An exchange of comments with Marjorie from Paper Tigers reminded of the old review I wrote of Yann Martel’s Life of Pi over at 20 More Things. I read the book around March this year. I have mixed feelings about the book, but here’s the old review:
Yann Martel’s Life of Pi was something I’ve been meaning to read for quite some time now. The book opens up with the author introducing how he first heard about Pi and the meetings to follow. The author takes notes as Piscine supposedly narrates his story. However, the book is written in the first perspective, which makes it more intimate for the reader.
Though the selling point of the book is the stranded boy sharing a life boat with a tiger, it wasn’t that part of the book that I enjoyed. It was rather the first part of the book that swept me off my feet in its narration, humor, observation, and passion.
The first book speaks of zoology and religion juxtaposed with each other. It somehow lays the present Piscine in connection to his childhood and experience as a sole survivor of a shipwreck. The discussion of zoology offers much insight to the interaction of man and animal. In these first narrations, I felt very much part of the animal kingdom as any other animal. Whether or not the zoological narrations are accurate and true is something I am unsure of.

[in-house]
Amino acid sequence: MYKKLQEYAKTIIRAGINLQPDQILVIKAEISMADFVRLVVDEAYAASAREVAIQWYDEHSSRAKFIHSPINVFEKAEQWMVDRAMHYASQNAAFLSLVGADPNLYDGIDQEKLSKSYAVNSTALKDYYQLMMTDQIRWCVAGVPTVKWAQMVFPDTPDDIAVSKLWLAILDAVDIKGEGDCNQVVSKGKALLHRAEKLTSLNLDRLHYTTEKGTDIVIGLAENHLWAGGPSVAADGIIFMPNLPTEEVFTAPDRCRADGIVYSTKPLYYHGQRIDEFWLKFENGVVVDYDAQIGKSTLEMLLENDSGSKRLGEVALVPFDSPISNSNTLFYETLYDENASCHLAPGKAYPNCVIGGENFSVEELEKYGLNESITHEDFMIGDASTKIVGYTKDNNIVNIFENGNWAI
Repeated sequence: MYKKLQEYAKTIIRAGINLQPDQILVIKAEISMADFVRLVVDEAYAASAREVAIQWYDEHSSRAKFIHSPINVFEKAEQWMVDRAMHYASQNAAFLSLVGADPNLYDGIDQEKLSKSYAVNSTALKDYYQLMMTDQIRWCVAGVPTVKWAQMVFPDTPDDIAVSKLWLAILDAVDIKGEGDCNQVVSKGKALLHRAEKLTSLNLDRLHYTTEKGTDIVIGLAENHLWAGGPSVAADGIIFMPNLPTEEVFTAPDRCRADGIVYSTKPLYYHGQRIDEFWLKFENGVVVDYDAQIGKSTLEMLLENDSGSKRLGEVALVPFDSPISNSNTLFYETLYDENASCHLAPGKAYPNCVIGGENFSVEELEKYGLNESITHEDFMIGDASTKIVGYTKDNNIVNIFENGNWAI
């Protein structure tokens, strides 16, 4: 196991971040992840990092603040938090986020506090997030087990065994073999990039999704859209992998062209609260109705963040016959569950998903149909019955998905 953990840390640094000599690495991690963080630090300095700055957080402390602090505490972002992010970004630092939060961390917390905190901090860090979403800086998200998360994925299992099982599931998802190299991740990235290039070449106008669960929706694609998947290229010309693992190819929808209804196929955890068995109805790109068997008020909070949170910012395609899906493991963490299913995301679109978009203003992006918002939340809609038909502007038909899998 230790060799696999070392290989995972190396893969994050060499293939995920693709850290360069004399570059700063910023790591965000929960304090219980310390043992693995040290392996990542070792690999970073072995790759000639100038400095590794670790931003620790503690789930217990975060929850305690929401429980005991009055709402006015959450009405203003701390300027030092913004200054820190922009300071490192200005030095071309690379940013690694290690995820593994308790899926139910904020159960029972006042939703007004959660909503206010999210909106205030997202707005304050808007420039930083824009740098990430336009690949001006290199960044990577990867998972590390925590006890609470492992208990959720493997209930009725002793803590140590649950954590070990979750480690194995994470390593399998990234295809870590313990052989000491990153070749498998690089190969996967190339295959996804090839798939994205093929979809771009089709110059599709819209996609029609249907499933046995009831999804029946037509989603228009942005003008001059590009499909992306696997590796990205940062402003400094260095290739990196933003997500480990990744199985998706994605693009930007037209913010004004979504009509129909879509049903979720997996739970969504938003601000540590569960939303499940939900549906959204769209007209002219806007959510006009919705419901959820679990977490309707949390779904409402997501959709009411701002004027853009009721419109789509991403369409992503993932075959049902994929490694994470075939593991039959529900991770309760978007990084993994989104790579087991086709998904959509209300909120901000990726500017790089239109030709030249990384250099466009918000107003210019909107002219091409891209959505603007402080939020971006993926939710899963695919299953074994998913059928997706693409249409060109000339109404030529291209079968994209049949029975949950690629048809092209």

What drew me in was Piscine’s search for religion/God. As his father would ask, “how could you be Hindu, Catholic and Muslim all at the same time?” As overwhelming this reality was to Piscine’s parents and to his teacher, so was its impossibility mind boggling to Piscine. The simplicity of the response made me nod in agreement: Because I love God.
Some might find the ecumenical attempts of this book to be insulting, but I found that it had depth. In the end, the issue was not religion, but faith. Religion to Pi was only a means to love God. It didn’t matter if he practiced three different religions—he was faithful. He prayed in earnest and was devout to all his religions. The book claims, at the beginning, that Pi’s story would make you believe in the existence of God. As wondrous as the events on the Life Boat, it seemed that didn’t make me believe in God any more or less. Though it undeniably reiterates the idea of miracles and that there is a God; it was Pi’s dedication to loving God that was the book’s thesis.
To me, the book ended with a thud, but then again I had a bias for the first part of the book and felt I wanted the same sort of narration and content in the ending. However, as most books that can make us think, consider and digest ideas we wouldn’t normally encounter, this book is worth reading. If you do read it, tell me: Did it make you believe in God?
Note: The author has recently released a new book called Beatrice and Virgil. I’ll soon get myself a copy and review it here.